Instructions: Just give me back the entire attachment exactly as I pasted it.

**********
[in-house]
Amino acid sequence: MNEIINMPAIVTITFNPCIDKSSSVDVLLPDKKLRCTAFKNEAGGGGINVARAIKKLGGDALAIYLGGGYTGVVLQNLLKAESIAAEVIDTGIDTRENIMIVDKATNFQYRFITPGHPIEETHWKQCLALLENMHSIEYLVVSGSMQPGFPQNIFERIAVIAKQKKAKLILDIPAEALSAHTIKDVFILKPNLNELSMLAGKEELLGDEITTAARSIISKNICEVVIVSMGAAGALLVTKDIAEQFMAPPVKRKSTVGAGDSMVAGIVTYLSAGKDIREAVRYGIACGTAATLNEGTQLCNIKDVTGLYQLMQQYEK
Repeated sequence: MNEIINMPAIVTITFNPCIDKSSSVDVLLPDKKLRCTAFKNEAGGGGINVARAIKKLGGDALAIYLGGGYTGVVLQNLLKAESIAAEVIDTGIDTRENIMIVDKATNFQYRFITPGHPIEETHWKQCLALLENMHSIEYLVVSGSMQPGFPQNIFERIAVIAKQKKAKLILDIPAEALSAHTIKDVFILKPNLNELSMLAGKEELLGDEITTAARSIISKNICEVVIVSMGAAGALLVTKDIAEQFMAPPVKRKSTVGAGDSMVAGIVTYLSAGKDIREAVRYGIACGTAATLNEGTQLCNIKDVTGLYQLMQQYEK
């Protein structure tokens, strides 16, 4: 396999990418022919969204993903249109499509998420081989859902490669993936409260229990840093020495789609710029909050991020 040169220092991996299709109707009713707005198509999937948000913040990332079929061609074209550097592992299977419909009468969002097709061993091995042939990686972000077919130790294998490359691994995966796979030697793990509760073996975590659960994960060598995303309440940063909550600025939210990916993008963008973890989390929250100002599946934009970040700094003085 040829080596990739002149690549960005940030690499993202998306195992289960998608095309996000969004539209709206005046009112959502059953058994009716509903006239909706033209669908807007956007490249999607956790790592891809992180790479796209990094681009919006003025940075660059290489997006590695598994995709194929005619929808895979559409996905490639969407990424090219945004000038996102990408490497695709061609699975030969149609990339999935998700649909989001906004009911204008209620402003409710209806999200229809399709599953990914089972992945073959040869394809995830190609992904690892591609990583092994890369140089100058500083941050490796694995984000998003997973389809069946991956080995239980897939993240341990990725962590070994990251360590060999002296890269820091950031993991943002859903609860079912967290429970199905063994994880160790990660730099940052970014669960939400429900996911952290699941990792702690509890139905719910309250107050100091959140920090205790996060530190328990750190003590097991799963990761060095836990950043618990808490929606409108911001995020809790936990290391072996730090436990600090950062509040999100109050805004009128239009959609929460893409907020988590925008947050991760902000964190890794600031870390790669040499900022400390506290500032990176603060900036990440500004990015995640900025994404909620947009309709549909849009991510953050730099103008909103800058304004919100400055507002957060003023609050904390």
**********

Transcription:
[in-house]
Amino acid sequence: MNEIINMPAIVTITFNPCIDKSSSVDVLLPDKKLRCTAFKNEAGGGGINVARAIKKLGGDALAIYLGGGYTGVVLQNLLKAESIAAEVIDTGIDTRENIMIVDKATNFQYRFITPGHPIEETHWKQCLALLENMHSIEYLVVSGSMQPGFPQNIFERIAVIAKQKKAKLILDIPAEALSAHTIKDVFILKPNLNELSMLAGKEELLGDEITTAARSIISKNICEVVIVSMGAAGALLVTKDIAEQFMAPPVKRKSTVGAGDSMVAGIVTYLSAGKDIREAVRYGIACGTAATLNEGTQLCNIKDVTGLYQLMQQYEK
Repeated sequence: MNEIINMPAIVTITFNPCIDKSSSVDVLLPDKKLRCTAFKNEAGGGGINVARAIKKLGGDALAIYLGGGYTGVVLQNLLKAESIAAEVIDTGIDTRENIMIVDKATNFQYRFITPGHPIEETHWKQCLALLENMHSIEYLVVSGSMQPGFPQNIFERIAVIAKQKKAKLILDIPAEALSAHTIKDVFILKPNLNELSMLAGKEELLGDEITTAARSIISKNICEVVIVSMGAAGALLVTKDIAEQFMAPPVKRKSTVGAGDSMVAGIVTYLSAGKDIREAVRYGIACGTAATLNEGTQLCNIKDVTGLYQLMQQYEK
């Protein structure tokens, strides 16, 4: 396999990418022919969204993903249109499509998420081989859902490669993936409260229990840093020495789609710029909050991020 040169220092991996299709109707009713707005198509999937948000913040990332079929061609074209550097592992299977419909009468969002097709061993091995042939990686972000077919130790294998490359691994995966796979030697793990509760073996975590659960994960060598995303309440940063909550600025939210990916993008963008973890989390929250100002599946934009970040700094003085 040829080596990739002149690549960005940030690499993202998306195992289960998608095309996000969004539209709206005046009112959502059953058994009716509903006239909706033209669908807007956007490249999607956790790592891809992180790479796209990094681009919006003025940075660059290489997006590695598994995709194929005619929808895979559409996905490639969407990424090219945004000038996102990408490497695709061609699975030969149609990339999935998700649909989001906004009911204008209620402003409710209806999200229809399709599953990914089972992945073959040869394809995830190609992904690892591609990583092994890369140089100058500083941050490796694995984000998003997973389809069946991956080995239980897939993240341990990725962590070994990251360590060999002296890269820091950031993991943002859903609860079912967290429970199905063994994880160790990660730099940052970014669960939400429900996911952290699941990792702690509890139905719910309250107050100091959140920090205790996060530190328990750190003590097991799963990761060095836990950043618990808490929606409108911001995020809790936990290391072996730090436990600090950062509040999100109050805004009128239009959609929460893409907020988590925008947050991760902000964190890794600031870390790669040499900022400390506290500032990176603060900036990440500004990015995640900025994404909620947009309709549909849009991510953050730099103008909103800058304004919100400055507002957060003023609050904390």